America Online Latin America successfully launched its initial
public offering this afternoon, after postponing the share sale last week
and lowering the price because of tepid demand.
The company raised $200 million through the sale of 25 million shares at $8
each this afternoon, the bottom of the $8-$10 pricing range. Last week, the
range was reduced from $15 to $17.
Analysts and investors say one of AOL Latin America's greatest challenges is
signing up paying subscribers despite the growing popularity of free
Internet services. In addition, advertising revenue could be tight
considering that a relatively small number of Latin American companies
"The majority (of the population) is still poor. That's one of the reasons
there's been a shift to free ISP service," Bluestone Capital Internet analyst Kathleen Heaney said. "If AOL wants someone to pay, they're going to have to
have a lot of stuff on their site to get people in there."
Latin American ISPs and Internet portals also are struggling to win the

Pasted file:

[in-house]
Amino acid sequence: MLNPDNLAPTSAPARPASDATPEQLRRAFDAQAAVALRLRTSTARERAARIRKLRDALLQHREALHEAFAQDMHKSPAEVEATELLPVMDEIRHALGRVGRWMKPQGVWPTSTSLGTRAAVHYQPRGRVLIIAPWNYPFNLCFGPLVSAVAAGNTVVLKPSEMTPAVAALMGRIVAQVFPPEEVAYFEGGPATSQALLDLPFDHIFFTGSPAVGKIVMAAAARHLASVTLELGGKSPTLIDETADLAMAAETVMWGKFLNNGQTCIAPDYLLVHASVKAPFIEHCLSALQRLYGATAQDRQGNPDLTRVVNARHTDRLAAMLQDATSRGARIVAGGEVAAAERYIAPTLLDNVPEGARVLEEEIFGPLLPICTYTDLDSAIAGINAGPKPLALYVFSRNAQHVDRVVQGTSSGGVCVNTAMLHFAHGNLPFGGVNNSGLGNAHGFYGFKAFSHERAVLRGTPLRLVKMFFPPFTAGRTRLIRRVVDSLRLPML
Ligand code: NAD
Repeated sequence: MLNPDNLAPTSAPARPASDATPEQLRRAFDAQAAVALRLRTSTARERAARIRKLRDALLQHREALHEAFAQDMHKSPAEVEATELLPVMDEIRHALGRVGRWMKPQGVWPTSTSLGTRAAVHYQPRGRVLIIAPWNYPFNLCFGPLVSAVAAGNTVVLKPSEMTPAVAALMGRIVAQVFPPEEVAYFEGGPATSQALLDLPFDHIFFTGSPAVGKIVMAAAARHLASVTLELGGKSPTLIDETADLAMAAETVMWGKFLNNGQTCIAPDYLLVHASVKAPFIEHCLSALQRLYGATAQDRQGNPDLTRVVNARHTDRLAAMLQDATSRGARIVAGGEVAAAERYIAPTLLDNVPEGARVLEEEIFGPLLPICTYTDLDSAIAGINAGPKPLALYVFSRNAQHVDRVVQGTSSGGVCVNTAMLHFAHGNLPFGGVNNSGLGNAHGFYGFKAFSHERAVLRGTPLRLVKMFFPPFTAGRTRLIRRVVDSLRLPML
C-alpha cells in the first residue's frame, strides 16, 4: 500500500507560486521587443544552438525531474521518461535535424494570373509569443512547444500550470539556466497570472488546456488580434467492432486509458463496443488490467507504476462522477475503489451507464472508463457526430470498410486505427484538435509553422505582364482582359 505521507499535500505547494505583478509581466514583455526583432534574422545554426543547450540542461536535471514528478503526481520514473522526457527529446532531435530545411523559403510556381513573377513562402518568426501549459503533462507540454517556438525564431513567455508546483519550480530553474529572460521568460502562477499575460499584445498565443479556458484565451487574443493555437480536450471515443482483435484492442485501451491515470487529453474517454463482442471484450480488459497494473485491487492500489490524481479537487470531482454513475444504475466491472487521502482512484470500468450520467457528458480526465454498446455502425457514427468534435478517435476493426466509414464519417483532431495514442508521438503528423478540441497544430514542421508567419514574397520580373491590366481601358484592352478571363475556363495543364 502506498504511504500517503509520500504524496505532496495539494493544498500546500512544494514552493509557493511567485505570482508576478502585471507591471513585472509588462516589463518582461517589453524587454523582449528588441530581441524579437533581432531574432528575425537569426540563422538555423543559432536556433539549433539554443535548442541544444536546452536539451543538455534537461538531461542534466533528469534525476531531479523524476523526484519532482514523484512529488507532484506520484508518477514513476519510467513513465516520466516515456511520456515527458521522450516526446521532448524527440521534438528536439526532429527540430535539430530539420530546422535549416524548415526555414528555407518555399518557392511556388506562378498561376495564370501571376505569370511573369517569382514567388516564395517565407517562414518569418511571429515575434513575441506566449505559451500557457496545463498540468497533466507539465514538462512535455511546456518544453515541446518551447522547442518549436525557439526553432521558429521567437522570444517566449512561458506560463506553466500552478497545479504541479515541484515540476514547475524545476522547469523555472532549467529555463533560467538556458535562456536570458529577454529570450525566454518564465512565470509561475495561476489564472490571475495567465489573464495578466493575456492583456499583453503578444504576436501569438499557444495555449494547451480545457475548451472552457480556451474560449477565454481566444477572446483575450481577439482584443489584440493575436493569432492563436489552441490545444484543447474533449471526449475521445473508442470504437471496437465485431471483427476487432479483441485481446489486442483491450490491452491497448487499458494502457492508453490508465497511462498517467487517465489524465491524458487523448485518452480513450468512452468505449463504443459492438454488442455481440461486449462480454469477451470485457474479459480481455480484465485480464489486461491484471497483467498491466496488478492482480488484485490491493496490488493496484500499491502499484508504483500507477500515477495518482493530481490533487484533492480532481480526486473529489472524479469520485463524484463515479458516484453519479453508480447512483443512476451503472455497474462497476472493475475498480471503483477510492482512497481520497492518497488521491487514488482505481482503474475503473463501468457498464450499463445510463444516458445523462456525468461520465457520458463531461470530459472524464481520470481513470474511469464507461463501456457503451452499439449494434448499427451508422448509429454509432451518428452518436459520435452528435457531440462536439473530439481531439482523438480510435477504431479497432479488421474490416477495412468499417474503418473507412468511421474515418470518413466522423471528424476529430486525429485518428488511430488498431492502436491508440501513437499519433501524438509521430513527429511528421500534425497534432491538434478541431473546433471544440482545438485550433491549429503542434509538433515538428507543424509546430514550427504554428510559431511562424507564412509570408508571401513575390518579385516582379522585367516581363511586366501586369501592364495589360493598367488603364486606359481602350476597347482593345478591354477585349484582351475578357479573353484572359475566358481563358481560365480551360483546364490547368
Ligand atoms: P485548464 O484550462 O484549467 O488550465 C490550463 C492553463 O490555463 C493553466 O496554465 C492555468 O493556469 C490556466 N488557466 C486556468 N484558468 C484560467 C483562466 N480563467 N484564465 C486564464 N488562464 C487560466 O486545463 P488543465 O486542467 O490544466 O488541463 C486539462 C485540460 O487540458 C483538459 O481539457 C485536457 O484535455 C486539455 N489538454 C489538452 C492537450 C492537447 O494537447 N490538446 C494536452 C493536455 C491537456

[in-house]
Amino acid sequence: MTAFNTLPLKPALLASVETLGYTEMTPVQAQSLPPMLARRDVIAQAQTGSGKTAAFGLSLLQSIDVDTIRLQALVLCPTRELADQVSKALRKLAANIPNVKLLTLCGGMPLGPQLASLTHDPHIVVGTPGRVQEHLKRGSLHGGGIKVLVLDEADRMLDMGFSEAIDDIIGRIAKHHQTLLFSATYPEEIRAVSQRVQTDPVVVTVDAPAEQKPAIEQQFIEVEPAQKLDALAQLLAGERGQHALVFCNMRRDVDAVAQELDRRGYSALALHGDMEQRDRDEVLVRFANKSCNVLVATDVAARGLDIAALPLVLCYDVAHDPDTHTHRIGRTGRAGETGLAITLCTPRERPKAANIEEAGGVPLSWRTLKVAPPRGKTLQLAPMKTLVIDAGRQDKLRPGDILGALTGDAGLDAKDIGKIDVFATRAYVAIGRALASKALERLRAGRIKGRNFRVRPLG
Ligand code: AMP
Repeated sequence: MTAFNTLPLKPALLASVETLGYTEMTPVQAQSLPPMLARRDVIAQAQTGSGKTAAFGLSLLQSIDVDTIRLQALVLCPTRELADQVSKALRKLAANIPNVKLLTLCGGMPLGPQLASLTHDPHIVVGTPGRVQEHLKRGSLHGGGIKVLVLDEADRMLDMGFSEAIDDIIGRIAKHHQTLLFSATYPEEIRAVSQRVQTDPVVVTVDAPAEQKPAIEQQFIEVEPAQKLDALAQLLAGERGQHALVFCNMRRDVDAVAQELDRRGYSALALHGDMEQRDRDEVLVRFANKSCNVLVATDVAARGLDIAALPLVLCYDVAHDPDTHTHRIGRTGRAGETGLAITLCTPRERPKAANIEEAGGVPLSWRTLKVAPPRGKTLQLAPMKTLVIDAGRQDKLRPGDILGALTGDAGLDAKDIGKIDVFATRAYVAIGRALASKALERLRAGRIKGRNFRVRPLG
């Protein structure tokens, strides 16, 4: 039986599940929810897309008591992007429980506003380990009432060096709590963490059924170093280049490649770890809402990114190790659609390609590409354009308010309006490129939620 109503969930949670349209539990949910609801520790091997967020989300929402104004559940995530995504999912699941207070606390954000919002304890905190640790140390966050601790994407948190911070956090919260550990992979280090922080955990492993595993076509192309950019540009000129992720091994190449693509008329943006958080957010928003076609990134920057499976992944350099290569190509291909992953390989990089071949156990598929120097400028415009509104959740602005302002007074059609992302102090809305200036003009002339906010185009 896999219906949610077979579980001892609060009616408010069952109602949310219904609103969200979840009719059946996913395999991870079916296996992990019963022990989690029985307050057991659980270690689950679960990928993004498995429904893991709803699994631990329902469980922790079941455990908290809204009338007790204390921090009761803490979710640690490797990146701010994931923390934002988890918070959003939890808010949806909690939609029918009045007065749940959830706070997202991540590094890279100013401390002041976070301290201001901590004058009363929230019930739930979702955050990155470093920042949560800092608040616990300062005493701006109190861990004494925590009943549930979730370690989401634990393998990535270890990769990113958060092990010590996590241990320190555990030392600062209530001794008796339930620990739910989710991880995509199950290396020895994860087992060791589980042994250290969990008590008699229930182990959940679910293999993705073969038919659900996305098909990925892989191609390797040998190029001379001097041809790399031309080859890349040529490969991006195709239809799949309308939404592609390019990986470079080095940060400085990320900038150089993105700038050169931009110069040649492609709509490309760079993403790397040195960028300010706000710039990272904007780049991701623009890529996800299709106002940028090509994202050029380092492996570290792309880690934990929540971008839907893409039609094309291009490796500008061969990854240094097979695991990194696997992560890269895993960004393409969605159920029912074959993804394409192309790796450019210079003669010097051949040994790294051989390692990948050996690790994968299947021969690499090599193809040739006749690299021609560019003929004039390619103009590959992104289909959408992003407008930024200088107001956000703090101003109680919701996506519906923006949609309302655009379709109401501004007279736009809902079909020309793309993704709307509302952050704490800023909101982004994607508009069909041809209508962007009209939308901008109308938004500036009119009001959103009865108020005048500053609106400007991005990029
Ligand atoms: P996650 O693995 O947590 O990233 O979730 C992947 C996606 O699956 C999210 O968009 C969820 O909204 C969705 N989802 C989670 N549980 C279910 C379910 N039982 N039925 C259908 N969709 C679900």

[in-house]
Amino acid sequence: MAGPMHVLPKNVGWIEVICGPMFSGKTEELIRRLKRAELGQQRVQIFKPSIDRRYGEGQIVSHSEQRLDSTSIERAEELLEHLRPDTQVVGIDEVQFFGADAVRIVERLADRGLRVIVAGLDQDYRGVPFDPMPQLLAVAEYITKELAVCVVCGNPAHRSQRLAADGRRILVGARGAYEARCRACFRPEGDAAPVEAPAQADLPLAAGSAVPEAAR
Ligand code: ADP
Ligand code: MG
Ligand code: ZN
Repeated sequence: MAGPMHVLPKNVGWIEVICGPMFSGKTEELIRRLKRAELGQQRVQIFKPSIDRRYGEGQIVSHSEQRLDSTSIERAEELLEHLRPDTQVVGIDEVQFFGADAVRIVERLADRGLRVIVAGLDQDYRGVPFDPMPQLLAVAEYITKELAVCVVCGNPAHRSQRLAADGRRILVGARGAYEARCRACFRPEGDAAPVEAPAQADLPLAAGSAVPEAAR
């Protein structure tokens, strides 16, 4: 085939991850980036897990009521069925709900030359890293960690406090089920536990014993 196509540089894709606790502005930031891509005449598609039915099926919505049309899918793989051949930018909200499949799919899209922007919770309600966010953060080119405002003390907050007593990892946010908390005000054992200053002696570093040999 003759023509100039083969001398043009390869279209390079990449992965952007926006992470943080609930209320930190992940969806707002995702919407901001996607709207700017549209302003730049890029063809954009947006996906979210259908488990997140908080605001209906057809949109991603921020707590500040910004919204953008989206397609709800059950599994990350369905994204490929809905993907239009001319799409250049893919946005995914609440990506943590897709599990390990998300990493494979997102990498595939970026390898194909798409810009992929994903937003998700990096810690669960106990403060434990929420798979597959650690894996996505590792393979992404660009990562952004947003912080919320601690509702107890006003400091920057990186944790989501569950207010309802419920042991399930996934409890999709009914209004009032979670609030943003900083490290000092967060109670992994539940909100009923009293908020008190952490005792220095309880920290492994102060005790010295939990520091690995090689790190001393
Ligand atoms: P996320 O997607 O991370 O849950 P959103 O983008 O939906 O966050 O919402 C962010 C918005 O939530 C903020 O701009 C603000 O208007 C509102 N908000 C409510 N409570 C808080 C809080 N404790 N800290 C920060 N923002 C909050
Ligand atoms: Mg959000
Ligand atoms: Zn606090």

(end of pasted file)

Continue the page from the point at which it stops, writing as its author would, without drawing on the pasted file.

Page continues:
trust of advertisers. Currently, 60 percent to 70 percent of all online
advertisers in Brazil are other dot-coms, according to a report by Goldman
Sachs analysts Chris Hussey and Maria Gonzales.
"Critical to the long-term development of viable media-based Internet models
in the region, in our opinion, is the presence of offline companies
advertising online," the report said.
Although Latin America is considered an emerging market, a lagging telephone
infrastructure will curtail growth. At the end of 1999, just 2 percent of
Latin Americans were online. That number is expected to reach 12 percent by
2005, according to a study by Jupiter Communications. In addition, only 4
percent of Latin American households own a computer, a figure that is
expected to reach 13 percent by 2005, the study said.
"It's always been an issue; the telephone infrastructure is still not
perfect," said Heaney. "That's why there's a huge penetration of cell
phones, because sometimes there can be a huge wait for phone service."
In the nine months ended March 31, 2000, AOL Latin America reported a net
loss of $51.2 million, nearly 10 times more than its $5.2 million in
In its prospectus filed with the Securities and Exchange Commission, the
company explained that it offers most customers a free 90-day trial period.
As a result, many subscribers have yet to pay for their service, cutting
into the company's revenues.
Competitors in the region include StarMedia, Ultima Online, El Sitio, Yahoo Latin
America, Lycos Latin America, Yupi and eHola.
America Online Latin America will begin public trading on the Nasdaq tomorrow under the
ticker symbol "AOLA." Salomon Smith Barney was the lead manager for the